Social media forums and the pharma industry

Andrew Tolve reports on how independent online forums can provide insights on what physicians and patients are thinking.



Andrew Tolve reports on how independent online forums can provide insights on what physicians and patients are thinking.

What if you could be a fly on the wall in a room of physicians discussing what really drives them crazy about diabetes drugs? Or about the exciting new ways theyre using antibiotics in antimicrobial therapy? Or about the specific criteria they need to prescribe a brand over a generic? How valuable would that unfiltered commentary be?

How physicians think and what patients think has always been a black box for the pharmaceutical industry because its been so difficult and expensive to orchestrate, says Daniel Palestrant, founder and CEO of Sermo, an online forum for physicians to share medical insights. And now theres an extremely cost-effective way to learn what theyre thinking and what theyre saying.

Social media channels

Social media is a fraught issue for the pharmaceutical industry. While many pharmas would like to increase their connectivity with patients and physicians, fears remain about opening up a branded message to the whims of online chatter.

Additionally, the FDA has been slow to provide guidelines for how pharmas should wade into Web 2.0. Recognizing this, Sermo has taken a unique approach. Rather than set up social media channels for individual pharmaceuticals, theyve established an independent forum for physicians, which, in turn, individual pharmaceuticals and other healthcare clients can observe and interact with.

Essentially we have a genie in a bottle, says Palestrant, because physicians want to interact and clients want to hear what theyre saying. Having a clean environment that enables this interaction gives us a tremendous asset to leverage. And thats what weve invested in.

Getting feedback

Presently 110,000 physicians partake in Sermos online forum. The average age of these physicians is 47. They practice in all 50 US states, represent 68 specialties, and collectively spend 35,000 hours a month within Sermos online space, where they chat about their day-to-day lives, forge friendships, search for innovative solutions, question shortcomings, vent frustrations, air ideas, and discuss all the other myriad topics you would expect a roomful of physicians to discuss.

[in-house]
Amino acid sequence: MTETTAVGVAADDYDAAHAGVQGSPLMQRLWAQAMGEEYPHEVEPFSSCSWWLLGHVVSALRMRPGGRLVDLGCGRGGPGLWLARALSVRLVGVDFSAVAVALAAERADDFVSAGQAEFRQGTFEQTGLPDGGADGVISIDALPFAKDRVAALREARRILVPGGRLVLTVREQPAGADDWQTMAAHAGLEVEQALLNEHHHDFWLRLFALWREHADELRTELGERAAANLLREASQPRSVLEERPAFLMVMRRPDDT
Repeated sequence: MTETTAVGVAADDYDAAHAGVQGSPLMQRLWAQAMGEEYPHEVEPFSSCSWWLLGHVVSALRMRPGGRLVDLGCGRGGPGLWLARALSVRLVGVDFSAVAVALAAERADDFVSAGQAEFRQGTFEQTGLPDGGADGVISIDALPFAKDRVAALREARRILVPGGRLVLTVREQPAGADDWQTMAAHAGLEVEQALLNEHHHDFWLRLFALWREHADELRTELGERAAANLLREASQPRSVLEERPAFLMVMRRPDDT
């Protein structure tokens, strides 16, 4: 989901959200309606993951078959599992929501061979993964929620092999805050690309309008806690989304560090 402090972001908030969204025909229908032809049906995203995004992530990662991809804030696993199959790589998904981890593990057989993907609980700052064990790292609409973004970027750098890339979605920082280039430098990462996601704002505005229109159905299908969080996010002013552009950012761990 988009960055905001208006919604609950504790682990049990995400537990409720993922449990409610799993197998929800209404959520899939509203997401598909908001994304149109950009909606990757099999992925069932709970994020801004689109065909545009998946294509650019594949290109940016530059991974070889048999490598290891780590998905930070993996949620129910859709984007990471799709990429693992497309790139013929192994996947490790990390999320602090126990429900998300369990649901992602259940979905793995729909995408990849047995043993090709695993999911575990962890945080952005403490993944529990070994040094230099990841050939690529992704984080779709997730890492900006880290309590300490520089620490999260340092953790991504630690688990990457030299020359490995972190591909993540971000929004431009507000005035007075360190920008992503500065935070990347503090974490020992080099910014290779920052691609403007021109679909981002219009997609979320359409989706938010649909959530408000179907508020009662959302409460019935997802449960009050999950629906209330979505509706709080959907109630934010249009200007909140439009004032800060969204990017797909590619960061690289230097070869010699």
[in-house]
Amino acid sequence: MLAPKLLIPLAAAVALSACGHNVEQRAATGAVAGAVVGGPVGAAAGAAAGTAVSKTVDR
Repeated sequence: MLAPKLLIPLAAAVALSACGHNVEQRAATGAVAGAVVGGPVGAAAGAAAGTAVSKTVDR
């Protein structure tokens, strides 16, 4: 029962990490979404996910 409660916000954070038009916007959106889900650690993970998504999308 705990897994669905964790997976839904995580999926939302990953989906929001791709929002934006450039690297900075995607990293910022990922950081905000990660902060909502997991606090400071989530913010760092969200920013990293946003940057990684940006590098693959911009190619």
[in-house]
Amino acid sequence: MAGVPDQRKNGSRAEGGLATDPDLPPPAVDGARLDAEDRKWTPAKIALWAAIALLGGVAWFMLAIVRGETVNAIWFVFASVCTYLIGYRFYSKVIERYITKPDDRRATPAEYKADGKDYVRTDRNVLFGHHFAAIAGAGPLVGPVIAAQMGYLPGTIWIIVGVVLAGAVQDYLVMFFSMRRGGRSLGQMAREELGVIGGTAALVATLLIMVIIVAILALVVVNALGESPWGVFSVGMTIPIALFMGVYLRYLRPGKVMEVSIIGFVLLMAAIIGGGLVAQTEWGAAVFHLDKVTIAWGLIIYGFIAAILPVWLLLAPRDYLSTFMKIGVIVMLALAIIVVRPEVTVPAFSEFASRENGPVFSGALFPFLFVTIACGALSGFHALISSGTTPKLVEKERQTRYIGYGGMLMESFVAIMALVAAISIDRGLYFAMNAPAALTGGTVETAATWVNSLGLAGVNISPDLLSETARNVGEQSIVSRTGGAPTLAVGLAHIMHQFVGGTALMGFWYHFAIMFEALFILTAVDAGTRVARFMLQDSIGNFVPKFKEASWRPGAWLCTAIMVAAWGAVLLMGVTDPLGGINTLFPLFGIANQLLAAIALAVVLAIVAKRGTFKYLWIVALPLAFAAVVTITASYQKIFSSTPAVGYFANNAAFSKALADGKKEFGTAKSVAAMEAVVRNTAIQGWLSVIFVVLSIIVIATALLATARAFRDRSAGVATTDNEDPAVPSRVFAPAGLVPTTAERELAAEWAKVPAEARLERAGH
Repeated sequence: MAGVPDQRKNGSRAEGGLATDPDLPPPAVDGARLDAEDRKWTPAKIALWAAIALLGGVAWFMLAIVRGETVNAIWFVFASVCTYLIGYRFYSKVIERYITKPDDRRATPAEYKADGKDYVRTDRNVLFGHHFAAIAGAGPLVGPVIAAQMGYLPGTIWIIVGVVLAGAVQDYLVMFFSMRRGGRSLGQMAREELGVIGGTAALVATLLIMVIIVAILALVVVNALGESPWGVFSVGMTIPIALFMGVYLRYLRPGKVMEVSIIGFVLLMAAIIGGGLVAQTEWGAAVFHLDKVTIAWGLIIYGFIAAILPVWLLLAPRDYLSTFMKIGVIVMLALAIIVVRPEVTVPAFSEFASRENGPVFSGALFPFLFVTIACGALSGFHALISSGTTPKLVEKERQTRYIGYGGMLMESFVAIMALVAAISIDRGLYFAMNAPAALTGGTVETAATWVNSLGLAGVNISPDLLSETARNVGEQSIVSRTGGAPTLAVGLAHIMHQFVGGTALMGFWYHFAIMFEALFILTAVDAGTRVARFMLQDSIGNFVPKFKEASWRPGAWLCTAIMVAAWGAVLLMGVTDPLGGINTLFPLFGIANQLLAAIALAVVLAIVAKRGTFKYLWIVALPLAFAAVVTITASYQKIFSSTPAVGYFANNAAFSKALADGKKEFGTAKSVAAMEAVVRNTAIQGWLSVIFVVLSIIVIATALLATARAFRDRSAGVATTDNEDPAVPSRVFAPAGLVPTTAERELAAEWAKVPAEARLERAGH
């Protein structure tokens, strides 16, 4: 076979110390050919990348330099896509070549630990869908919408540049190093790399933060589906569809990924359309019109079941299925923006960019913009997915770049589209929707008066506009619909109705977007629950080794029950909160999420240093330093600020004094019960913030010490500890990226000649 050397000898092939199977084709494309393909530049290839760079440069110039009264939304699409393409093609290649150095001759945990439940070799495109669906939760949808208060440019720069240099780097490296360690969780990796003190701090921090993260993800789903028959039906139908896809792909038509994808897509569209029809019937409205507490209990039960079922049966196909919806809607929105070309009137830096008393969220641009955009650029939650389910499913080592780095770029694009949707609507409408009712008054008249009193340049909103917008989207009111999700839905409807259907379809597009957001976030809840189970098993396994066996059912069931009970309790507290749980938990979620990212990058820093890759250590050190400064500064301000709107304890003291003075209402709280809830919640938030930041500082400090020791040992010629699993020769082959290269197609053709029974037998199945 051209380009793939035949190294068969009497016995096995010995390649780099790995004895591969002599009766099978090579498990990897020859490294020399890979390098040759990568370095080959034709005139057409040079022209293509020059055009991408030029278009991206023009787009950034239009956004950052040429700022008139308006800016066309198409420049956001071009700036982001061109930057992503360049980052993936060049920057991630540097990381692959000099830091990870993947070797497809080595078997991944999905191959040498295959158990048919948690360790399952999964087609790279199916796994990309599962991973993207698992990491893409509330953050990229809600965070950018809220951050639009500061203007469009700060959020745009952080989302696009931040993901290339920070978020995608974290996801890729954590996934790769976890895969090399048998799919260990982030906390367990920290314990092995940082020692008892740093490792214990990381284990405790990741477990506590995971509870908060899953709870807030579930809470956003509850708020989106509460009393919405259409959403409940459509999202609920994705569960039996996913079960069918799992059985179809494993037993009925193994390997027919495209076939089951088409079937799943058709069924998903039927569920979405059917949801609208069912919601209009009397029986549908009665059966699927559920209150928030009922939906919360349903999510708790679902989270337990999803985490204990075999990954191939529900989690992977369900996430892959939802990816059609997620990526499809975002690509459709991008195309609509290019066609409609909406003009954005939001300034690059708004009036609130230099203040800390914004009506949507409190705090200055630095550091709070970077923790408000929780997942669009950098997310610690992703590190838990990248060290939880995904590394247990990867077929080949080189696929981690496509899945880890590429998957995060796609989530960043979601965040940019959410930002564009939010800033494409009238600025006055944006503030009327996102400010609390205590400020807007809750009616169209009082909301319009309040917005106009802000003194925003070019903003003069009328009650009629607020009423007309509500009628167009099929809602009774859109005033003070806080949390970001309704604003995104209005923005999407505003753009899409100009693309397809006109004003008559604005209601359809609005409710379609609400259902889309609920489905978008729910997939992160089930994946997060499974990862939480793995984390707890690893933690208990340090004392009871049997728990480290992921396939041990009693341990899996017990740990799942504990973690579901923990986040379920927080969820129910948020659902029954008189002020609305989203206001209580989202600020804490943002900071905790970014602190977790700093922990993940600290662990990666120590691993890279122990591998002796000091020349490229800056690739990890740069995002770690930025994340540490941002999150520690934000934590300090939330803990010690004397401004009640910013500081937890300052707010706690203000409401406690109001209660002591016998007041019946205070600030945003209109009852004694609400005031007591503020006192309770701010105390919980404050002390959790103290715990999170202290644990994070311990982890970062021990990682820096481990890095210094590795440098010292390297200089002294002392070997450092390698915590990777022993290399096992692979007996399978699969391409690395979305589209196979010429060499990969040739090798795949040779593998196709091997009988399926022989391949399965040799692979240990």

Sermo clients can benefit from this discussion in a number of ways. First, they can observe the forum. One of Sermos products, the Dashboard, allows clients to log on and in real time see anonymous activity in the community. Clients using the Dashboard can set up key words that trigger hits whenever one of the 110,000 physicians mentions that word.

For instance, if a pharmaceutical wants to gauge physician perception of a drug, it can set up a watch list and watch physician reaction unfold in real time.

Sermo research reports are another way for clients to observe the forum. Every week or so, the company comes out with a report that summarizes a discussion on the forum, whether it be about a specific drug, a disease, or a more general line of interest.

For instance, a recent report summarized what US neurologists perceived the impact of oral cladribine to be, how they might incorporate it into MS treatment, and what the significance of the FDA refuse to file letter was.

Another recent report analyzed 12 months of Sermo physician conversation about diabetes to examine which diabetes issues are discussed most frequently and how physicians feel about them.

Interactive approaches

Finally, clients can take a more interactive approach with the Sermo community and post questions, send out surveys, or set up panels with the physicians.

This is where social media is so interesting, says Palestrant. This is a feedback medium, so we can get physician feedback at a tenth of the price it would otherwise be for clients. In a matter of clicks you can invite physicians into a panel discussion and very effectively have that discussion at a fraction of the price that it would cost to fly them all out to Dallas Forth Worth and poll them there.

Whats more, Palestrant continues, industry observers tell us that the type of feedback they get in this environment is so different than what they get out of focus groups. Its different in the sense that it can be quite painful but its often much more accurate. When physicians and patients attend focus groups, theres this natural sense to please the interviewer, whereas you get a much more direct and untarnished view through this lens.

Healthcare and social media

Sermo is not the only company operating in the healthcare social media space. MedscapeWebMD, and iMedExchange are active on the physician side, and PatientsLikeMe is a popular site for patient healthcare communities.

The cost of developing new therapeutics has become so high and the cost of selling and marketing therapeutics has become so high, and meanwhile the standard by which people are being held to has become high and higher, its really forcing an industry that has been very conservative and reticent to change and innovation to start to change the way they do things, to become more porous and more engaged with physicians and patients, says Palestrant. Thats why were seeing the industry adopt this media.

Palestrant says that despite the industrys enthusiastic embrace, business in the social media space still comes with its challenges: I think people make a mistake and see this as a technology shift. Its a cultural shift. The software part is the easy part to give to a client. The cultural part is more difficult, that a message is going to be owned by the community as much as by them.


Since you're here...
... and value our content, you should sign-up to our newsletter. Sign up here